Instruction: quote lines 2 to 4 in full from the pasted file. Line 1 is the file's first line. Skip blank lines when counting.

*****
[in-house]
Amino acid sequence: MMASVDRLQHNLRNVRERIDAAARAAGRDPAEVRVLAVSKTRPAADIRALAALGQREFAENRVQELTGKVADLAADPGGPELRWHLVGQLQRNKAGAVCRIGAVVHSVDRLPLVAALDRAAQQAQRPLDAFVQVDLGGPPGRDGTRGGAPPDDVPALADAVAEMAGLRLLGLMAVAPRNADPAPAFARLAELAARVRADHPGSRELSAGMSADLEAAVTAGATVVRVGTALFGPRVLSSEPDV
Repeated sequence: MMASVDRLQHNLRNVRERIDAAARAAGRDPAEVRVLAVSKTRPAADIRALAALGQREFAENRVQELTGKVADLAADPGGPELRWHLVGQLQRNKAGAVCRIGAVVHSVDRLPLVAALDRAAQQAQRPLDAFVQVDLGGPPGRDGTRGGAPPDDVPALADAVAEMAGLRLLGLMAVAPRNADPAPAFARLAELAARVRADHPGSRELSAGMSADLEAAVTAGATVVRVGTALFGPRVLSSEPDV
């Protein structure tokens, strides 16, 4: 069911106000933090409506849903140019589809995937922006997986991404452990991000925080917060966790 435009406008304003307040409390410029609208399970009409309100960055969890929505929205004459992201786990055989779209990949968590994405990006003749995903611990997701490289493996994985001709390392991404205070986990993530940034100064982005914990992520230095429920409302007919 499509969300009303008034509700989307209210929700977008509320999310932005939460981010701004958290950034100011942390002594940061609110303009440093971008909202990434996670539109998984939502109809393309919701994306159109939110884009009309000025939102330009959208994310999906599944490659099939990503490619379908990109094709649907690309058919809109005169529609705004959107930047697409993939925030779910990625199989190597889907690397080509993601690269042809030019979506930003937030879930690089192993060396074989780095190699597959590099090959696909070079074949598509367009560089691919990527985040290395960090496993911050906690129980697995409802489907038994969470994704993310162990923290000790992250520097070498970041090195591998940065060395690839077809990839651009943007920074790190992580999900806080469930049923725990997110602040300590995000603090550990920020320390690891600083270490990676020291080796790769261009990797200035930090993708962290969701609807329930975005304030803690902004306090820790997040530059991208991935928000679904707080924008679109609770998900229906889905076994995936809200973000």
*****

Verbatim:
Amino acid sequence: MMASVDRLQHNLRNVRERIDAAARAAGRDPAEVRVLAVSKTRPAADIRALAALGQREFAENRVQELTGKVADLAADPGGPELRWHLVGQLQRNKAGAVCRIGAVVHSVDRLPLVAALDRAAQQAQRPLDAFVQVDLGGPPGRDGTRGGAPPDDVPALADAVAEMAGLRLLGLMAVAPRNADPAPAFARLAELAARVRADHPGSRELSAGMSADLEAAVTAGATVVRVGTALFGPRVLSSEPDV
Repeated sequence: MMASVDRLQHNLRNVRERIDAAARAAGRDPAEVRVLAVSKTRPAADIRALAALGQREFAENRVQELTGKVADLAADPGGPELRWHLVGQLQRNKAGAVCRIGAVVHSVDRLPLVAALDRAAQQAQRPLDAFVQVDLGGPPGRDGTRGGAPPDDVPALADAVAEMAGLRLLGLMAVAPRNADPAPAFARLAELAARVRADHPGSRELSAGMSADLEAAVTAGATVVRVGTALFGPRVLSSEPDV
């Protein structure tokens, strides 16, 4: 069911106000933090409506849903140019589809995937922006997986991404452990991000925080917060966790 435009406008304003307040409390410029609208399970009409309100960055969890929505929205004459992201786990055989779209990949968590994405990006003749995903611990997701490289493996994985001709390392991404205070986990993530940034100064982005914990992520230095429920409302007919 499509969300009303008034509700989307209210929700977008509320999310932005939460981010701004958290950034100011942390002594940061609110303009440093971008909202990434996670539109998984939502109809393309919701994306159109939110884009009309000025939102330009959208994310999906599944490659099939990503490619379908990109094709649907690309058919809109005169529609705004959107930047697409993939925030779910990625199989190597889907690397080509993601690269042809030019979506930003937030879930690089192993060396074989780095190699597959590099090959696909070079074949598509367009560089691919990527985040290395960090496993911050906690129980697995409802489907038994969470994704993310162990923290000790992250520097070498970041090195591998940065060395690839077809990839651009943007920074790190992580999900806080469930049923725990997110602040300590995000603090550990920020320390690891600083270490990676020291080796790769261009990797200035930090993708962290969701609807329930975005304030803690902004306090820790997040530059991208991935928000679904707080924008679109609770998900229906889905076994995936809200973000």